I carry fond memories of him as a fine professor (ChE 663 A and B) and as a mentor. Our paths would cross again later in my career, but that's another story.

Posted by Joseph Zeigler BS ChE 1961 - Clearwater, FL - Student   January 21, 2019

Family and friends of Dr. John J. McKetta,
Please accept my condolences on the loss of this remarkable man. Johnny was an exceptional role model and mentor to me, and I was saddened to learn of his passing. I will miss the birthday greeting from him each year. May his legacy ripple, so as to inspire learners for generations to come. Tri-State College, now Trine University, was fortunate to have him first as a student and later as a trustee for over 50 years.

Posted by David Finley - Petoskey, MI - Friend   January 19, 2019

Dr. JJ McKetta was probably the most influential person in my life, so far. In two Unit Ops classes with him, I learned discipline, respect, and most of all "how to solve complex problems" using the General Engineering Equation that can be used to solve any engineering problem in the world. But Dr. McKetta and I also gelled on the issues of Energy Politics as he helped me to create a weekly advertisement in the Daily Texan known as "Nuclear Facts". I think he got the biggest kick out of our "Yes Nukes" bumper stickers, one of which he placed on his orange Mercedes. We will miss you Dr. McKetta, but you live on in all of those that you touched. Thank you. Rick Perkins ChE Class of '83.

Posted by Rick Perkins - Austin, TX - Student   January 19, 2019

I was saddened to learn of Dr. McKetta's passing. He was a great teacher and most influential for me from my time at UT. He had an amazing way of connecting with students, faculty, the university and industry. He made engineering and learning fun. He was more engaged with his students than any other professor in my time at UT. He loved his students and they loved him. I know he's wearing orange and with Pinky in heaven as we speak. More than anything he was a great man. Bob Brandt, BSChe85

Posted by Robert Brandt - San Antonio, TX - Student   January 18, 2019

I believe it was Fall 1976. I had Dr. McKetta for ChE-454 Unit Ops. Dr. McKetta was being floated as a member of the Federal Executive Branch. He declined, saying something to the effect of, "I'd miss my boys too much."
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The Daily Texan feedback was in outrage. There were women in his classes as well!
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Dr. McKetta was heartbroken. He spent 20 minutes of the next class apologizing, and trying to explain his unintentional faux pas.
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The next time our class met, every woman in the class sported a burnt orange tee-shirt upon which was emblazoned, "One of McKetta's Boys." He teared up. He stopped class and we all went from Taylor to E.P. Schoch so that he could get a picture with them. That was the love and respect that he expressed to us, and that was the love and respect that he engendered in us.

Posted by Steve Cutchen, BS '78 - Houston, TX - Student   January 18, 2019

Dear McKetta Family,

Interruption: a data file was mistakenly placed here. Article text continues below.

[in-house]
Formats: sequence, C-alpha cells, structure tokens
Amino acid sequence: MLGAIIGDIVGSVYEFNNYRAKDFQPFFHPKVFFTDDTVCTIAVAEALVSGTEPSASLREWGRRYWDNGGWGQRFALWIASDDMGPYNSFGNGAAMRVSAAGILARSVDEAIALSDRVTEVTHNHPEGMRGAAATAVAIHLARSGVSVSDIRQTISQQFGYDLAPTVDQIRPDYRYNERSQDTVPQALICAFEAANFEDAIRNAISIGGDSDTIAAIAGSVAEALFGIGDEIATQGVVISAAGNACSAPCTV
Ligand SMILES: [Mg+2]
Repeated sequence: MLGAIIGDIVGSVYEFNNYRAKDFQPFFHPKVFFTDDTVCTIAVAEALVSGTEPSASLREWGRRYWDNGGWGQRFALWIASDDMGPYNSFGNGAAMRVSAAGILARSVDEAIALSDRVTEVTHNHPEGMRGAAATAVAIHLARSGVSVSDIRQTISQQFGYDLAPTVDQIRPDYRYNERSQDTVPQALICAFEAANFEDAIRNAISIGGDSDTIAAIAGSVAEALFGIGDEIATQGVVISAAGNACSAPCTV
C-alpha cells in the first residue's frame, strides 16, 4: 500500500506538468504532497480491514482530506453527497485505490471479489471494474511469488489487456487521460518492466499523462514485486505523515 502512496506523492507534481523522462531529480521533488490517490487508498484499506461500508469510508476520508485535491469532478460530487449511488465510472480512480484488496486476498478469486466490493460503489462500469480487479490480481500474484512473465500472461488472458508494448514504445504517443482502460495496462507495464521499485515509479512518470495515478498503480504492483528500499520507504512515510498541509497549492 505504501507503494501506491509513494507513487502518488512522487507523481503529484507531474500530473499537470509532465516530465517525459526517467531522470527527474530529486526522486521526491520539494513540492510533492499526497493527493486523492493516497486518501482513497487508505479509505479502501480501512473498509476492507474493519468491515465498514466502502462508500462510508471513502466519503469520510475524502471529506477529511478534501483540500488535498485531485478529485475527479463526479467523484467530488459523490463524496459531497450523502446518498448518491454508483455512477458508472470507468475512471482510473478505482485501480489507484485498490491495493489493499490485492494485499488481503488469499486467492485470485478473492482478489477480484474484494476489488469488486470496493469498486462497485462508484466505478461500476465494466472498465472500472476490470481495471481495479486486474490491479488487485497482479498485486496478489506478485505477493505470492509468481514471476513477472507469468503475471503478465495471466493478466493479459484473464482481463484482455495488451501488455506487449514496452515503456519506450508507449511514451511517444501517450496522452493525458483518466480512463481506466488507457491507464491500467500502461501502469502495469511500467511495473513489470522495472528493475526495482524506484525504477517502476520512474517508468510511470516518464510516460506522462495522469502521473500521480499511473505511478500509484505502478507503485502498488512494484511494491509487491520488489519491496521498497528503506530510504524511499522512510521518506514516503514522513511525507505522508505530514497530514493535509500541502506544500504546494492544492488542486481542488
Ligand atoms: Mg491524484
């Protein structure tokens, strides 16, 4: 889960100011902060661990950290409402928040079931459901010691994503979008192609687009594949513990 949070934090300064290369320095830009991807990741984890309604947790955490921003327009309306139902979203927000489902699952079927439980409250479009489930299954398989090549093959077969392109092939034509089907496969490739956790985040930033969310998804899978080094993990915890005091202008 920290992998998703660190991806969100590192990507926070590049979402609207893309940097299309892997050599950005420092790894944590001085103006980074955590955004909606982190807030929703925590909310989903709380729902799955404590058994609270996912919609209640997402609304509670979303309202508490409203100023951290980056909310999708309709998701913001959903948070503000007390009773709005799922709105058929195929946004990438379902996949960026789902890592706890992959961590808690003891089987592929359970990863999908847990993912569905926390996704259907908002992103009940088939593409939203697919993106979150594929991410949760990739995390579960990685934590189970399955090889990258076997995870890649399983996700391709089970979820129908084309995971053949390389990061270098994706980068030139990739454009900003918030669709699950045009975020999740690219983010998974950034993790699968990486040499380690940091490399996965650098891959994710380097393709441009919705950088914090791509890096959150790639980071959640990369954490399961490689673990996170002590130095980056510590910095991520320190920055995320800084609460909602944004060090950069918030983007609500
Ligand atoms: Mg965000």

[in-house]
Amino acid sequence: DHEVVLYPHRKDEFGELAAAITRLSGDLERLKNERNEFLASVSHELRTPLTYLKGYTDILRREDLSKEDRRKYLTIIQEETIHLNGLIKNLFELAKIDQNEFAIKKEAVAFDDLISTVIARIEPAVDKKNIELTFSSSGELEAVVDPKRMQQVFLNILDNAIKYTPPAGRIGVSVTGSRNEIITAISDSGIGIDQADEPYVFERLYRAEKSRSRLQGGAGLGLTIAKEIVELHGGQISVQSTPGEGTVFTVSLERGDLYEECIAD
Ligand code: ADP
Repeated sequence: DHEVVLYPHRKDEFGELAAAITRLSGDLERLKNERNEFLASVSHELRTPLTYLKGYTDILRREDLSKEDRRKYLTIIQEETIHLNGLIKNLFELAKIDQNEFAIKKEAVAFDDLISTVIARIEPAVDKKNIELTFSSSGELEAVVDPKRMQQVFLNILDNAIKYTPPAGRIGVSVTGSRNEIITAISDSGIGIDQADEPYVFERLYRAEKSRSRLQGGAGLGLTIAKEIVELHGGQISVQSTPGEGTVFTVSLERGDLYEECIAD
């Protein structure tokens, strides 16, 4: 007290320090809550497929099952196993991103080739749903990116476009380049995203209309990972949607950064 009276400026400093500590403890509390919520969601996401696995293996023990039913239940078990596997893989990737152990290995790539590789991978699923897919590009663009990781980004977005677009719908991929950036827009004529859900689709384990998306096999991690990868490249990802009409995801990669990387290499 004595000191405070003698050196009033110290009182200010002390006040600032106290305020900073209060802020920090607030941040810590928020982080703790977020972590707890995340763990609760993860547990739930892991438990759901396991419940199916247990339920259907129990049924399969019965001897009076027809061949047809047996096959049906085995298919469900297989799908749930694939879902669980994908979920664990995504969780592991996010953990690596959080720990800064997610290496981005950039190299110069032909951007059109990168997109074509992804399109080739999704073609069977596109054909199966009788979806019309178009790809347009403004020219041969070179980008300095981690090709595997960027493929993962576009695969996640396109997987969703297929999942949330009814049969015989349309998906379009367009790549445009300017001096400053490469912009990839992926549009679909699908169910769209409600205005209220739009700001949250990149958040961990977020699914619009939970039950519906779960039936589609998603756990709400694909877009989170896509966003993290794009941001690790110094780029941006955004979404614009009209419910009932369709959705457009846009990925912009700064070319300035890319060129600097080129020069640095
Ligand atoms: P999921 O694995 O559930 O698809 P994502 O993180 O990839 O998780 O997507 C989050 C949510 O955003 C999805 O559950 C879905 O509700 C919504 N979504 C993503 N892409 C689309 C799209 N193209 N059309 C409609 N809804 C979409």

As holder of the John J. McKetta Centennial Energy Chair in Engineering at UT Austin, it is with great sadness that I heard of the passing of Dr. McKetta. Although I never had the pleasure to meet him, I and many others have benefited from his legacy and wonderful generosity. People like him are sorely missed. God bless all of you.

Posted by Clint Dawson - Austin, TX - Coworker   January 18, 2019

My father, Jerry Wrobleski, and Dr. McKetta were great friends in the chemical engineering world. When I attended UT and went to his class I earned great respect for Dr. McKetta and found out how much he loved the program and UT. I will miss him tremendously and wish his family God's peace!

Posted by Jay Wrobleski - Houston, TX - Friend   January 18, 2019

Alden and Barbara Smith shall always remember Dr. McKetta as an insightful, business savvy and kind man. We were lucky to be partners in business for many, many years. A true loss to our community.

Posted by Alden & Barbara Smith - Austin, TX - Friend   January 18, 2019

I was sorry to hear of the passing of Dr McKetta. Like all UT ChE students in the 1960's, I considered him a strong positive influence, even a friend. Later, he showed me how much of a friend he really was. Once, at a Dow Chem meeting in which he was making a talk to about 200 important people, he stopped in the middle and greeted me personally. Also, the way he conducted himself around the students taught me , more than any other UT professor, how an engineer conducted himself. He was a great man and friend. I shall never forget him.

Posted by Clif DUSEK - LAKE JACKSON, TX - Student   January 18, 2019

To the McKetta Family, I am so blessed that my Grandfather & Dad (both chemical engineers) introduced me to Dr. McKetta when I was young & so grateful that Dr. McKetta and I kept in touch through the years. Imagine my extreme joy when my daughter was admitted to the University of Texas McKetta Department of Chemical Engineering. She is currently a senior in the undergraduate program. Our family enjoyed Elisabeth Sharp McKetta's book "Energy: The Life of John J. McKetta Jr." about her Grandfather, and were honored to meet her at a book signing. What a labor of love that she could present the finished copy to her Grandfather and that he could enjoy reading it! Dr. McKetta's legacy will live on through all he has accomplished & he has truly changed the world. While changing the world, he always stayed humble and was just a fabulous and fun person.